Financing for the sewer system will largely come through grants and low-interest loans from the U.S. Department of Agriculture Rural Development program and the state-run Environmental Facilities Corporation. Combined with a $1 million grant previously received from NYSDEC, about $5.2 million of the more than $9.5 million project is financed.
The town had considered treatment plant siting on the golf course last spring when it applied for a Green Innovation Grant through EFC that would have put the project within the target annual cost of $362 to residential users in the sewer district.
A stipulation in the grant prevented it from being used on a municipally-owned golf course, however, and the plan was abandoned until voters turned down the plant site on Woodruff Lane.
The town board has since passed a resolution stating, regardless of the outcome of the upcoming referendum, the sewer project will only commence if enough funding is obtained to reach the target of $362 annually for residential users.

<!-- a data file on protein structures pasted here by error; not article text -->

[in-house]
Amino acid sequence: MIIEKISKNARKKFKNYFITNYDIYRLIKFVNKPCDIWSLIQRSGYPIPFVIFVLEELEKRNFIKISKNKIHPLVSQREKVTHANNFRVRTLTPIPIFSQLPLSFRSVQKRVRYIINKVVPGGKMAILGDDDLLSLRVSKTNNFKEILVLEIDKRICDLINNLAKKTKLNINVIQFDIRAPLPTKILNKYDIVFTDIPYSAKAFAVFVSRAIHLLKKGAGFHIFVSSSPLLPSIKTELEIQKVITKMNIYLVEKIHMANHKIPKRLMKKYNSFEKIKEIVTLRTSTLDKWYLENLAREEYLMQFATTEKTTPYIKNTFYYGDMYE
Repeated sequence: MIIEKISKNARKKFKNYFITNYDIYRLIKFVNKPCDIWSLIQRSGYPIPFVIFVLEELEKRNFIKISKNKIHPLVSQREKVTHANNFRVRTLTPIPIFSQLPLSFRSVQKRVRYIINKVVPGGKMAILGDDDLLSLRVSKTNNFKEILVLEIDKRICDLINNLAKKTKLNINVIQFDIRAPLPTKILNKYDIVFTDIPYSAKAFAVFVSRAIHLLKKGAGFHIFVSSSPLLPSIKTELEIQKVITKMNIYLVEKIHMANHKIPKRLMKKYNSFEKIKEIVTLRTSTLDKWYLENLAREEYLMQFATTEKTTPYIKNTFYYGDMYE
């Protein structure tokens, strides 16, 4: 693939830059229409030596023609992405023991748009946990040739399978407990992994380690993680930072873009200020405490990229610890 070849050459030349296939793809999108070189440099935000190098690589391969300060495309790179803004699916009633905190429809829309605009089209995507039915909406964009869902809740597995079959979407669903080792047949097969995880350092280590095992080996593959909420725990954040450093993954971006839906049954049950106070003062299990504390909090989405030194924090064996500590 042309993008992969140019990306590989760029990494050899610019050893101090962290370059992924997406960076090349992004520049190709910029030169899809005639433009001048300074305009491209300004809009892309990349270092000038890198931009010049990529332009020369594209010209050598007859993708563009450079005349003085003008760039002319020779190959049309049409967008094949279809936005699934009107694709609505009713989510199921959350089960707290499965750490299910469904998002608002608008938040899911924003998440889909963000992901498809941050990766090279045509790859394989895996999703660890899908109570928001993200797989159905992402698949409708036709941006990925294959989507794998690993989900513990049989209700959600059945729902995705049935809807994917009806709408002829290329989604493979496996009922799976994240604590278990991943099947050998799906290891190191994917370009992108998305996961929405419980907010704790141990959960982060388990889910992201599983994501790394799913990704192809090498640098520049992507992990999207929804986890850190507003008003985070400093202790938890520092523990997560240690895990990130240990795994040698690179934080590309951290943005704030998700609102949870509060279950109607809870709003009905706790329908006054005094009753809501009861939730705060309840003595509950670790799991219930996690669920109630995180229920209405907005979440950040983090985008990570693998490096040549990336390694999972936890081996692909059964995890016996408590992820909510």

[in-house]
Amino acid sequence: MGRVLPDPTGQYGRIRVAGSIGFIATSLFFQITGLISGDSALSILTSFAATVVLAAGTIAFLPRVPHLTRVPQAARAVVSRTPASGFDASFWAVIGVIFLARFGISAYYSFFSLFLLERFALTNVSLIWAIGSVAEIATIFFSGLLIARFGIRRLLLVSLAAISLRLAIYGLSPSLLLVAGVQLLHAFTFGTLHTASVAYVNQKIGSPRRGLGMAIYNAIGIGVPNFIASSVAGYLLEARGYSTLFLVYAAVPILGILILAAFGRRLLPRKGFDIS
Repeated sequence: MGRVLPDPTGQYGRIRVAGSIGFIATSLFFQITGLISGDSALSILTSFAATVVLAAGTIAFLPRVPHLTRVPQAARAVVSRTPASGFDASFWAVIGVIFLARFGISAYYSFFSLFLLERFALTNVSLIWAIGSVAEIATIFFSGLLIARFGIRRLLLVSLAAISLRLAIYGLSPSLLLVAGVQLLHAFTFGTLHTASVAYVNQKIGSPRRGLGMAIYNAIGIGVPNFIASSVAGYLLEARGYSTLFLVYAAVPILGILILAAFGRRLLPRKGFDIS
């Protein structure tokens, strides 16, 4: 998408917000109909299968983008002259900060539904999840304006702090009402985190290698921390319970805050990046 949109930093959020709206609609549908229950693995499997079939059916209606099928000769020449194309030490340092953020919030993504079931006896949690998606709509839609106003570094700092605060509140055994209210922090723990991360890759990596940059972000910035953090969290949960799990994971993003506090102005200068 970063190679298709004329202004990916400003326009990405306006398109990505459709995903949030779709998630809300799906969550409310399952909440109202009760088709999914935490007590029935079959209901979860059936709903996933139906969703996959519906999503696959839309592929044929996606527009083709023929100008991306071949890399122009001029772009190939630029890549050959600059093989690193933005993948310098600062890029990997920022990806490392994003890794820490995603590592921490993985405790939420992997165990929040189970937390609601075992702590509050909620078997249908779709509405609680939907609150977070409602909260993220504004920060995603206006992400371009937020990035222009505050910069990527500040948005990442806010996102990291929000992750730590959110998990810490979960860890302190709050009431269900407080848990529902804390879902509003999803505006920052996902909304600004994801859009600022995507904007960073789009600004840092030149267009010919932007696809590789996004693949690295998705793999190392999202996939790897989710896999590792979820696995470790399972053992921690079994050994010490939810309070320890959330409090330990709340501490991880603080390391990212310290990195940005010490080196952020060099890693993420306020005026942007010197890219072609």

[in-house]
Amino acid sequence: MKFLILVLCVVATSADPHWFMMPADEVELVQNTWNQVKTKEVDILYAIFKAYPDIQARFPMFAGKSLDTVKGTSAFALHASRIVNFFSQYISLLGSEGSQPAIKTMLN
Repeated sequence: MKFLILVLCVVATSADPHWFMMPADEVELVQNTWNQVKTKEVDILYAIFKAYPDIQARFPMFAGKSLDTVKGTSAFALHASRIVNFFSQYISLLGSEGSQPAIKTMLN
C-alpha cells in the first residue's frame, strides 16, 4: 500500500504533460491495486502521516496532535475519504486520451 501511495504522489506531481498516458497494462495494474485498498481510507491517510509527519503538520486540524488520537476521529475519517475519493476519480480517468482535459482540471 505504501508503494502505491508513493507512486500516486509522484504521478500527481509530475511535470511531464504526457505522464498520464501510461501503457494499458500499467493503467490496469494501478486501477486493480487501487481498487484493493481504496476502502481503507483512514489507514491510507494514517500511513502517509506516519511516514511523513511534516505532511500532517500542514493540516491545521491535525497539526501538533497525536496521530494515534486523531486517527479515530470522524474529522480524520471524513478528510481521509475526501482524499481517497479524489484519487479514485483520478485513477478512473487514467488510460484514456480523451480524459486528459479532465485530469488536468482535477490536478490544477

"If it's $368, we're not going forward," said Merrihew. "We've been very clear about that in all [our meetings]."
Last December, the town was promised a $2.5 million grant for the project through the American Recovery and Reinvestment Act, but that was committed elsewhere after the first referendum failed to gain approval.
The town can re-apply for ARRA funds, but a significant amount of financing remains to reach the target cost to taxpayers.
Still, Merrihew is confident the town can gain the additional state or federal monies it needs, if only because the project would affect institutions like Elizabethtown Community Hospital, the county offices, and the Horace Nye Home.
Polls will be open Thursday, July 15, from 12 to 8 p.m. at the town hall. Only those residents whose property is within the proposed sewer district are allowed to vote. For more information on voting, contact town clerk Debra Brooks at 873-6555.